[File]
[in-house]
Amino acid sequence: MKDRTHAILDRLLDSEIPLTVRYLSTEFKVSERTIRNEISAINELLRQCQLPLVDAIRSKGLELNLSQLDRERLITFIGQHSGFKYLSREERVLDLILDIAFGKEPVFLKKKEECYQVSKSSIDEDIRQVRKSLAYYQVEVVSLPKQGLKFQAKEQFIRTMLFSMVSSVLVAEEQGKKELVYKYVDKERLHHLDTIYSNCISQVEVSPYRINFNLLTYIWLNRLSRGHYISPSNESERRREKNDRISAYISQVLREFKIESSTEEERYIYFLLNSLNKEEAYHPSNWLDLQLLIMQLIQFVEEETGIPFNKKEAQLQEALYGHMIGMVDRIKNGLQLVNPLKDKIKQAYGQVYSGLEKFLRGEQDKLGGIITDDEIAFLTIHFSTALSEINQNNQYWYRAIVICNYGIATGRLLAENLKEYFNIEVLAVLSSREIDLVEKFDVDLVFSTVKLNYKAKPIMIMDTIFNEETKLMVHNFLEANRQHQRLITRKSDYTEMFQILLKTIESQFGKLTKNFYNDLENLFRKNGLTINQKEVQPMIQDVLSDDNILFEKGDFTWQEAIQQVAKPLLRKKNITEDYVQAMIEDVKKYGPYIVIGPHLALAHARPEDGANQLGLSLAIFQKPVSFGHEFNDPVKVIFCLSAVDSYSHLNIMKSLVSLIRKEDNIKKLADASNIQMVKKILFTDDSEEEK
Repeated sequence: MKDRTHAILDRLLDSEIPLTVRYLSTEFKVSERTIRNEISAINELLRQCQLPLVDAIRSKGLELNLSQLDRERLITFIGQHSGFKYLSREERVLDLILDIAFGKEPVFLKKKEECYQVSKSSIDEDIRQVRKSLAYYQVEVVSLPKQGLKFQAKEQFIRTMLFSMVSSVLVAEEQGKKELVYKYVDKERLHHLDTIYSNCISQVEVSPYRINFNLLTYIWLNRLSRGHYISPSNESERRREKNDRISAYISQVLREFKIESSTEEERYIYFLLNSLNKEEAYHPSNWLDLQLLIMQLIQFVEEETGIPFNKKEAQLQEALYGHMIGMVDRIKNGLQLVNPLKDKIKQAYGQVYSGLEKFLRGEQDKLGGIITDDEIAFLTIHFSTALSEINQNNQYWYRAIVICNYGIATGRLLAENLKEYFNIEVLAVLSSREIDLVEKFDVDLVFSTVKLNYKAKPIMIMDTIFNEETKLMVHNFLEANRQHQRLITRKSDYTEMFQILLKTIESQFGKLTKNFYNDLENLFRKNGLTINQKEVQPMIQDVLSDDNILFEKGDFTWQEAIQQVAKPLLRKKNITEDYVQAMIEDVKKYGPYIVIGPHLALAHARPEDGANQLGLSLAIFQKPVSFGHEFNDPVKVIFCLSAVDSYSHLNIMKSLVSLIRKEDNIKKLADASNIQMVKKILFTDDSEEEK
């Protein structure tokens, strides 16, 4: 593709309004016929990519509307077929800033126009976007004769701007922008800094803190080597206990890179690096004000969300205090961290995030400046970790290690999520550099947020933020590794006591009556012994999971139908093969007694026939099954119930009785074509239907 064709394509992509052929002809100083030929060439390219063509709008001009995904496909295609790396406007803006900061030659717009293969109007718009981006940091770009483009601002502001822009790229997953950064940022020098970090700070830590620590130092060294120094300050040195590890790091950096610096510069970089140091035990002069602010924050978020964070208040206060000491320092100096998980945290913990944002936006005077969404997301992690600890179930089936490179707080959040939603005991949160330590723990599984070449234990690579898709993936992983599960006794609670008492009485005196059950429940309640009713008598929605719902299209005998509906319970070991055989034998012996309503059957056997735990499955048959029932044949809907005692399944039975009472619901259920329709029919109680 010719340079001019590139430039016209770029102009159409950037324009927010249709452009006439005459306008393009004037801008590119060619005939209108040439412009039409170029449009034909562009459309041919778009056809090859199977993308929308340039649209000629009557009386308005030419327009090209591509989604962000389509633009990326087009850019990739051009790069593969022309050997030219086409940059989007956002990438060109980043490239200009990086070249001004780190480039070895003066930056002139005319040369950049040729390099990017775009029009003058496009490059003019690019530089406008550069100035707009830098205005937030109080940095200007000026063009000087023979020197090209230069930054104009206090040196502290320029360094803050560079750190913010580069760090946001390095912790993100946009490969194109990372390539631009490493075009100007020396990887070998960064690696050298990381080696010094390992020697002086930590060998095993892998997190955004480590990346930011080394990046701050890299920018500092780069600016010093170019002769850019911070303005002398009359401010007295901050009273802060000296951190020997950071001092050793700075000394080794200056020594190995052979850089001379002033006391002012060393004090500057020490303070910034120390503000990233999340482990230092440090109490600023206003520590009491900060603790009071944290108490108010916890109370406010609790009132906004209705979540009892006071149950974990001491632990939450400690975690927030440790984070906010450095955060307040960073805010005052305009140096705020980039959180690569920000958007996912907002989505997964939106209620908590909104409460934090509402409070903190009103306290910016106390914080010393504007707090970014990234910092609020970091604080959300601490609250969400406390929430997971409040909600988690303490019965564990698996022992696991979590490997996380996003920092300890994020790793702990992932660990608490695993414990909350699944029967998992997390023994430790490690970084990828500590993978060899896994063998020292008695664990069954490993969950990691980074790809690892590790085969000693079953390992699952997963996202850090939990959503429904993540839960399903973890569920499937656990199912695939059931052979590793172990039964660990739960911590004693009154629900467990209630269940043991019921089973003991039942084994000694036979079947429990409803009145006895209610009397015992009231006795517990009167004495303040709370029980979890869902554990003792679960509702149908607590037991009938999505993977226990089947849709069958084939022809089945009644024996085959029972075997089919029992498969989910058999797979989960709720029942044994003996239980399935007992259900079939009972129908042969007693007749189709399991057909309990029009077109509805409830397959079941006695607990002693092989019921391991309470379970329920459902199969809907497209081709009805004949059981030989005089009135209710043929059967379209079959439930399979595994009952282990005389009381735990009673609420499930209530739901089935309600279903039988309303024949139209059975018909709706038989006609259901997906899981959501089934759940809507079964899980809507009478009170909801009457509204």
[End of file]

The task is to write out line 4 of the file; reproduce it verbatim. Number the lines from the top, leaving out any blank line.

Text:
């Protein structure tokens, strides 16, 4: 593709309004016929990519509307077929800033126009976007004769701007922008800094803190080597206990890179690096004000969300205090961290995030400046970790290690999520550099947020933020590794006591009556012994999971139908093969007694026939099954119930009785074509239907 064709394509992509052929002809100083030929060439390219063509709008001009995904496909295609790396406007803006900061030659717009293969109007718009981006940091770009483009601002502001822009790229997953950064940022020098970090700070830590620590130092060294120094300050040195590890790091950096610096510069970089140091035990002069602010924050978020964070208040206060000491320092100096998980945290913990944002936006005077969404997301992690600890179930089936490179707080959040939603005991949160330590723990599984070449234990690579898709993936992983599960006794609670008492009485005196059950429940309640009713008598929605719902299209005998509906319970070991055989034998012996309503059957056997735990499955048959029932044949809907005692399944039975009472619901259920329709029919109680 010719340079001019590139430039016209770029102009159409950037324009927010249709452009006439005459306008393009004037801008590119060619005939209108040439412009039409170029449009034909562009459309041919778009056809090859199977993308929308340039649209000629009557009386308005030419327009090209591509989604962000389509633009990326087009850019990739051009790069593969022309050997030219086409940059989007956002990438060109980043490239200009990086070249001004780190480039070895003066930056002139005319040369950049040729390099990017775009029009003058496009490059003019690019530089406008550069100035707009830098205005937030109080940095200007000026063009000087023979020197090209230069930054104009206090040196502290320029360094803050560079750190913010580069760090946001390095912790993100946009490969194109990372390539631009490493075009100007020396990887070998960064690696050298990381080696010094390992020697002086930590060998095993892998997190955004480590990346930011080394990046701050890299920018500092780069600016010093170019002769850019911070303005002398009359401010007295901050009273802060000296951190020997950071001092050793700075000394080794200056020594190995052979850089001379002033006391002012060393004090500057020490303070910034120390503000990233999340482990230092440090109490600023206003520590009491900060603790009071944290108490108010916890109370406010609790009132906004209705979540009892006071149950974990001491632990939450400690975690927030440790984070906010450095955060307040960073805010005052305009140096705020980039959180690569920000958007996912907002989505997964939106209620908590909104409460934090509402409070903190009103306290910016106390914080010393504007707090970014990234910092609020970091604080959300601490609250969400406390929430997971409040909600988690303490019965564990698996022992696991979590490997996380996003920092300890994020790793702990992932660990608490695993414990909350699944029967998992997390023994430790490690970084990828500590993978060899896994063998020292008695664990069954490993969950990691980074790809690892590790085969000693079953390992699952997963996202850090939990959503429904993540839960399903973890569920499937656990199912695939059931052979590793172990039964660990739960911590004693009154629900467990209630269940043991019921089973003991039942084994000694036979079947429990409803009145006895209610009397015992009231006795517990009167004495303040709370029980979890869902554990003792679960509702149908607590037991009938999505993977226990089947849709069958084939022809089945009644024996085959029972075997089919029992498969989910058999797979989960709720029942044994003996239980399935007992259900079939009972129908042969007693007749189709399991057909309990029009077109509805409830397959079941006695607990002693092989019921391991309470379970329920459902199969809907497209081709009805004949059981030989005089009135209710043929059967379209079959439930399979595994009952282990005389009381735990009673609420499930209530739901089935309600279903039988309303024949139209059975018909709706038989006609259901997906899981959501089934759940809507079964899980809507009478009170909801009457509204």